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Table of contents
1.
Introduction
2.
Procedure Calls
2.1.
Calling Sequence
3.
Intermediate Code for Procedures
4.
Intermediate representation
4.1.
1. High Level intermediate code
4.2.
2. Low Level intermediate code
5.
Need for Intermediate Code Generation
6.
Advantages of Intermediate Code Generation
7.
Disadvantages of Intermediate Code Generation
8.
Frequently Asked Questions
8.1.
Why do we need intermediate code generation?
8.2.
What role does intermediate code play?
8.3.
In which phase does the intermediate code is generated?
8.4.
What type of intermediate code is used in compiler?
9.
Conclusion
Last Updated: Mar 27, 2024
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What is Intermediate Code Generation?

Author Apoorv Dixit
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23 Jul, 2024 @ 01:30 PM

Introduction

Compilers transform the code we write in languages like Python or Java into a form that computers can understand. This process happens in steps, and one key step is called "intermediate code generation." Instead of turning our code directly into machine language (which would mean needing a different compiler for every type of computer), compilers first convert it into a "middleman" code. This makes the process more flexible. One common way to create this middleman code is through something called "three-address code," which helps break down complex operations into simpler steps. This step is crucial in making sure our code runs smoothly on different devices.

intermediate code generation in compiler design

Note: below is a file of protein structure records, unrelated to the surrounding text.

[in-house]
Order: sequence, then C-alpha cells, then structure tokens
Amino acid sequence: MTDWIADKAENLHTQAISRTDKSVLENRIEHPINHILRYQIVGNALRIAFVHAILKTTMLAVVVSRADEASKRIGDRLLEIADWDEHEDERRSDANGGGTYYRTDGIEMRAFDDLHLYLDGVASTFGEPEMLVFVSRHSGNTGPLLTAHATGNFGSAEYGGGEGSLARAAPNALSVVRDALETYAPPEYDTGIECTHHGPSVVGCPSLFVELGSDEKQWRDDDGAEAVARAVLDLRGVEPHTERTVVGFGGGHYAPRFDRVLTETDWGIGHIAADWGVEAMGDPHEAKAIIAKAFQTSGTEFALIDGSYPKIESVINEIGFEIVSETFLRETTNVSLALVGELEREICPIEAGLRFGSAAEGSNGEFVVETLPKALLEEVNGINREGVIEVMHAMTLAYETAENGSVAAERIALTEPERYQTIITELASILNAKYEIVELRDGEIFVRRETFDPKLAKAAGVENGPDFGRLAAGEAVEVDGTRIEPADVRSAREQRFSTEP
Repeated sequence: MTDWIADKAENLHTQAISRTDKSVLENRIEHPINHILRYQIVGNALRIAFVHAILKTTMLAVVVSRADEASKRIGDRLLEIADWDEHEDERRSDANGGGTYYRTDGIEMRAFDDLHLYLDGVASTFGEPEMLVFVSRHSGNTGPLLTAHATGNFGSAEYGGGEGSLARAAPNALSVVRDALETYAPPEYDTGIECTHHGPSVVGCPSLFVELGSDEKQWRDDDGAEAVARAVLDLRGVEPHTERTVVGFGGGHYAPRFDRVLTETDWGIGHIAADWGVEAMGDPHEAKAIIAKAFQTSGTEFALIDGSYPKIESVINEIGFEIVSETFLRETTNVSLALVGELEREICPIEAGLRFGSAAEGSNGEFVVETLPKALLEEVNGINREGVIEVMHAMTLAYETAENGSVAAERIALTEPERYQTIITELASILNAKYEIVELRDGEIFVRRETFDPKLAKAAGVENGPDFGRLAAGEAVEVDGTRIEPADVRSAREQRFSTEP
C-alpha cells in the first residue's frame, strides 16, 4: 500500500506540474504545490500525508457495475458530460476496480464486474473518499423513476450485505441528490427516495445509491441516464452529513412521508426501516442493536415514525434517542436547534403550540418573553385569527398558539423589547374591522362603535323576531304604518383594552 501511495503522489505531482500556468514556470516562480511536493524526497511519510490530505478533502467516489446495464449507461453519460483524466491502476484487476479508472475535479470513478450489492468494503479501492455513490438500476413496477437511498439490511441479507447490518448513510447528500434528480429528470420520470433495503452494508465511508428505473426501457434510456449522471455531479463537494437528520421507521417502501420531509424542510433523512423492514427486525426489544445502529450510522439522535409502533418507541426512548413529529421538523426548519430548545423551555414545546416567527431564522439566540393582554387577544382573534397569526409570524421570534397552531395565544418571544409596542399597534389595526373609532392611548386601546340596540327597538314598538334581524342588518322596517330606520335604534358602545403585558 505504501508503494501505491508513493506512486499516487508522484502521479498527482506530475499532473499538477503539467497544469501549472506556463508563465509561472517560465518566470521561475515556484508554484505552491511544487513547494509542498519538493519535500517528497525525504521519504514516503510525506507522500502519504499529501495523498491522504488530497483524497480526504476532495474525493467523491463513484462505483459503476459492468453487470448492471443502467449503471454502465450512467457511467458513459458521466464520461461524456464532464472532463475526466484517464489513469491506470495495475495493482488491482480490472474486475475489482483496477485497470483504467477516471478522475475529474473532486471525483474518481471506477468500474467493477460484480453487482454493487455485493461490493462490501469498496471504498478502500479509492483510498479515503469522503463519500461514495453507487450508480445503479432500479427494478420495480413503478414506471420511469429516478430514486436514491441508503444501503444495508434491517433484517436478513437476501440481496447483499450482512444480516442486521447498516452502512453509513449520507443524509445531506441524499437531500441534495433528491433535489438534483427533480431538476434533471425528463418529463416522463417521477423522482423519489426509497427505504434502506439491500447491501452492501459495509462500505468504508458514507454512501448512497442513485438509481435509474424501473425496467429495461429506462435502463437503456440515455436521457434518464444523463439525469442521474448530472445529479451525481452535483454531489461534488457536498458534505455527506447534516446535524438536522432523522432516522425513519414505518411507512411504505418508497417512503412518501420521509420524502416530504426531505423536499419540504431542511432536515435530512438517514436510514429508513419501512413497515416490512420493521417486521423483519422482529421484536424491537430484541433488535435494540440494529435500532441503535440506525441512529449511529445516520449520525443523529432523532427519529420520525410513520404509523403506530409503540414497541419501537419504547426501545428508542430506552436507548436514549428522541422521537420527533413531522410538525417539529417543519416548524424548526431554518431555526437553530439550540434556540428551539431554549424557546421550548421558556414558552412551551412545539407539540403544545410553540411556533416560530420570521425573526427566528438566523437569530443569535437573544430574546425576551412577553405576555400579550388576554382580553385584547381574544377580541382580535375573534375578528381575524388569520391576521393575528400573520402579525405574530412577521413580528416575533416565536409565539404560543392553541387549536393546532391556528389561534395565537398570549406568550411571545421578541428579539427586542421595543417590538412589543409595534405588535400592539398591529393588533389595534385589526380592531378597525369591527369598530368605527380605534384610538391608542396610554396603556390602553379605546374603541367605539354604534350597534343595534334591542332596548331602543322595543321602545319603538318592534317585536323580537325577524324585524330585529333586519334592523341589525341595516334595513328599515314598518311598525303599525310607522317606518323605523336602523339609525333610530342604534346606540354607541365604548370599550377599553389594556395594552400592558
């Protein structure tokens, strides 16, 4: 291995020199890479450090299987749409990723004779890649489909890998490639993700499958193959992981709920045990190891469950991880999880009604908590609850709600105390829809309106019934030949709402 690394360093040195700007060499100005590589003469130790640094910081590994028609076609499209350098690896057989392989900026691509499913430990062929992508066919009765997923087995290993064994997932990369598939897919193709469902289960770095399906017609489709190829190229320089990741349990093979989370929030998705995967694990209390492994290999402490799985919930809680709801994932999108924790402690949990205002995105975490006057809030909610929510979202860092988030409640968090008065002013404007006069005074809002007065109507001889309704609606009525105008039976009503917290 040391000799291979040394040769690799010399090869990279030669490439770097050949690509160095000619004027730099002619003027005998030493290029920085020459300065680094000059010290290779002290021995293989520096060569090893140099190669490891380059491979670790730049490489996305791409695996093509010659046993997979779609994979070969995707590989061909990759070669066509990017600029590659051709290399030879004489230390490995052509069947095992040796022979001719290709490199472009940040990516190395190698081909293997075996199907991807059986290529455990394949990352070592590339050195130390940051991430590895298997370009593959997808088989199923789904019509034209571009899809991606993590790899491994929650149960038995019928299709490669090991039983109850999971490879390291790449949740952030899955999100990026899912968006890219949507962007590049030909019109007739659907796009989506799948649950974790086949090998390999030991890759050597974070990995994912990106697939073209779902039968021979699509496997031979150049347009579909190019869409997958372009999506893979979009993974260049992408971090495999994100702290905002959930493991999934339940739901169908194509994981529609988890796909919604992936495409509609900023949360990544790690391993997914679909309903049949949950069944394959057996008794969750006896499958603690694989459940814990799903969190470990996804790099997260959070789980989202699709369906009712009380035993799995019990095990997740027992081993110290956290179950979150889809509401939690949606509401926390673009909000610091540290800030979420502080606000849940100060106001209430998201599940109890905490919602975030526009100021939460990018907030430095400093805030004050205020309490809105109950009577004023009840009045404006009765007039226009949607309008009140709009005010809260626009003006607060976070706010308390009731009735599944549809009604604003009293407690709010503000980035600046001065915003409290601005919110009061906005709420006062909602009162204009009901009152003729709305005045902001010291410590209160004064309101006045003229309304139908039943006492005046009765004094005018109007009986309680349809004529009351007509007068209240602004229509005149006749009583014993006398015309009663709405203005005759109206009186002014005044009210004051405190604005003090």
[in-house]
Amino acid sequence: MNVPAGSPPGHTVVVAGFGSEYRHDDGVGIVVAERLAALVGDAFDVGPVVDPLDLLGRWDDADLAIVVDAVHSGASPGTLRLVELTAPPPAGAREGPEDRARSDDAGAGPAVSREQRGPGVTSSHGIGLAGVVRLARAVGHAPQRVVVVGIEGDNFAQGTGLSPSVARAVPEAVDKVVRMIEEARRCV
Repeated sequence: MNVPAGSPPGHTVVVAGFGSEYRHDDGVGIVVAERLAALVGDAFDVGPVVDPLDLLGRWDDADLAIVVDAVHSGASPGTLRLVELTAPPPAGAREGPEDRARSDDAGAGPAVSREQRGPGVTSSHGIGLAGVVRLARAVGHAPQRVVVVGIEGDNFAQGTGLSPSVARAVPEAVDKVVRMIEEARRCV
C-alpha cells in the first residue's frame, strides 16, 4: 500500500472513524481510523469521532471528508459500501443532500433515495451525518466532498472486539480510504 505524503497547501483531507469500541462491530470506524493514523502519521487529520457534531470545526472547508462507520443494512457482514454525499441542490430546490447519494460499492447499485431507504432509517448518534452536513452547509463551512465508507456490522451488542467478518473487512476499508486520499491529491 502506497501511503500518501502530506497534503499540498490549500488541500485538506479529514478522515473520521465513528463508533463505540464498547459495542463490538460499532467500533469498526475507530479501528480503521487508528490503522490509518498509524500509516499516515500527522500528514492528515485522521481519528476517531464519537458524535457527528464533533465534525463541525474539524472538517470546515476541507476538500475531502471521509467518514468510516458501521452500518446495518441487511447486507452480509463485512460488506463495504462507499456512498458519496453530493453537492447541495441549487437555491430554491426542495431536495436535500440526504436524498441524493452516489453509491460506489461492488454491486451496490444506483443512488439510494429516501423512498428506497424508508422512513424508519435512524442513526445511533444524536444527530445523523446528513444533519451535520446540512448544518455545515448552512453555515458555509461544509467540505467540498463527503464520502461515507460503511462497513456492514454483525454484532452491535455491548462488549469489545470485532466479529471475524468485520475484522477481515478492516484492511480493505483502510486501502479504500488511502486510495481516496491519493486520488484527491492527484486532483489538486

In this article, we will generate the Intermediate Code for Procedures. 

A procedure is similar to a function. Technically, it is an essential and frequently used programming construct in compiler design that generates good code for procedure calls and returns. For simplicity, we assume that parameters are passed by value. 

Now let's understand what a procedure call is and then move our discussion to intermediate code for procedures.

Procedure Calls

A procedure call is a simple statement that includes the procedure name, parentheses with actual parameter names or values, and a semicolon at the end.

The types of the actual parameters must match the types of the formal parameters created when the procedure was first declared (if any). The compiler will refuse to compile the compilation unit in which the call is made if this is not done.

General Form

Procedure_Name(actual_parameter_list);

-- where commas separate the parameters

Calling Sequence

A call's translation provides a list of activities executed at the beginning and end of each operation. In a calling sequence, the following actions occur:

  • Space is made available for the activation record when a procedure is called.
     
  • Evaluate the called procedure's argument.